Skip to content

DOL Requires Agricultural Employers to be Specific

July 7, 2011

The Migrant and Seasonal Agricultural Worker Protection Act (MSAWPA) requires covered agricultural employers to disclose, in writing, certain information to prospective and current workers. The United States Department of Labor (DOL) enforces the requirements of MSAWPA. Current Western District of Michigan DOL enforcement activity interprets the disclosure requirements to require a higher level of specificity. For example, DOL has cited growers for describing wages offered as “minimum wage” rather than specifically stating “$7.40 per hour.” DOL is also requiring detailed explanations of productivity standards and growers’ compliance review and enforcement methods. In addition, DOL has cited growers who failed to disclose bonus structure details if growers traditionally paid bonuses, explaining that if growers historically paid bonuses, growers would likely pay bonuses in the current year and therefore should disclose bonus details as terms and conditions of employment under MSAWPA disclosure requirements. Agricultural employers should carefully review their employment practices and assure MSAWPA disclosures accurately reflect the terms and conditions of employment.

As a result of DOL’s recent interpretation and enforcement, Varnum has revised our template disclosure documents to prompt employers to include more specificity on these issues. Our template documents may be downloaded at Template Documents. Please be advised that these forms are not intended to be used “as is” and must be customized for your operation. Please contact Kimberly Clarke if you would like assistance customizing your disclosures.

Agricultural Youth Employment Best Practices

As Michigan agricultural employment begins, growers should be prepared with their employment documents and processes to accept applications and hire seasonal workers. Please remember to review applications and interview workers as you make your decisions to hire based on work related considerations such as experience and ability to perform the job. While growers need to be vigilant to not employ children in violation of the child labor laws, Michigan’s discrimination law prohibits discrimination based on age without definition. Accordingly, employer minimum age rules or employment decisions that are more restrictive than child labor laws may be argued to violate the Michigan anti-discrimination law. While it is currently unclear how courts would respond to such arguments, a job-relatedness approach is a best practice. Employers should review the qualifications of candidates against the duties required by the employer’s available positions, including whether the positions may be hazardous occupations, whether the positions are agricultural or non-agricultural, whether cross-functionality between positions is required, the number of hours per week the positions may entail, and the other relevant aspects of the jobs, to select workers that are best-qualified to meet their employment needs. By focusing on job requirements, employers can demonstrate legitimate, job-related and non-discriminatory reasons for their selection decisions.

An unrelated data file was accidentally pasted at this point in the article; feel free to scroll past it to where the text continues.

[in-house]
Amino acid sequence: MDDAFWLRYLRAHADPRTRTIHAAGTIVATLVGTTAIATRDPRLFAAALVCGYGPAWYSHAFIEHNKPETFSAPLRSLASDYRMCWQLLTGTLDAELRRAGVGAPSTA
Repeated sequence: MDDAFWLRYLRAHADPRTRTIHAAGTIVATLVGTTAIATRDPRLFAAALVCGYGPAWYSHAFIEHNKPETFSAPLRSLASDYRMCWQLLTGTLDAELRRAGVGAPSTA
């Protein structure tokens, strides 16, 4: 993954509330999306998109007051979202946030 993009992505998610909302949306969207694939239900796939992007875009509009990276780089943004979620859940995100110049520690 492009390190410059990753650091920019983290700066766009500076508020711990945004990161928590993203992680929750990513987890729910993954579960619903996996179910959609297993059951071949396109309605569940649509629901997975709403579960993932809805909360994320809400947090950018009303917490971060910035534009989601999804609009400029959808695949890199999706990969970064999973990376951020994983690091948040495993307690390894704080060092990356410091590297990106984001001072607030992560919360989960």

Potential Impact of Mandatory E-Verify on Seasonal Employers

As the Federal legislature considers a mandatory E-Verify bill and state and local laws are enacted to require employers to utilize E-Verify, seasonal employers should consider the impact of their employment processes on the potential E-Verify requirements. While there are proposals to exempt or delay implementation of E-Verify for seasonal agricultural workers, the current E-Verify system requires E-Verify processing of all new hires and rehires. While E-Verify guidance on this issue is limited, E-Verify officers confirm employers must process rehires through the E-Verify system even if a new I-9 would not be required. Accordingly, seasonal employers would need to continually employ workers to avoid E-Verify requirements under the current law and program interpretations.

Warning about False Certificates of Identification

Employers have recently received letters or certificates issued by a private organization that purports to confirm a prospective employee’s identity and constitute a List B document for Form I-9 purposes. The organizations issuing these documents appear to be interpreting the Form I-9, List of Acceptable Documents, to include documents issued by any U.S. entity. This is an incorrect interpretation of the law. ID cards, certificates, or letters issued by private organizations are not acceptable documentation for Section 2 of the Form I-9.

Sign up to be the first to access our leading legal insights.

The link you have selected will redirect you to a third-party website located on another server. We are offering the link for your convenience. Varnum has no responsibility for any external websites and makes no express or implied warranties about any external websites.

Please be aware that contacting us via e-mail does not create an attorney-client relationship between you and the firm. Do not send confidential information to the firm until you have spoken with one of our attorneys and receive authorization to send such materials.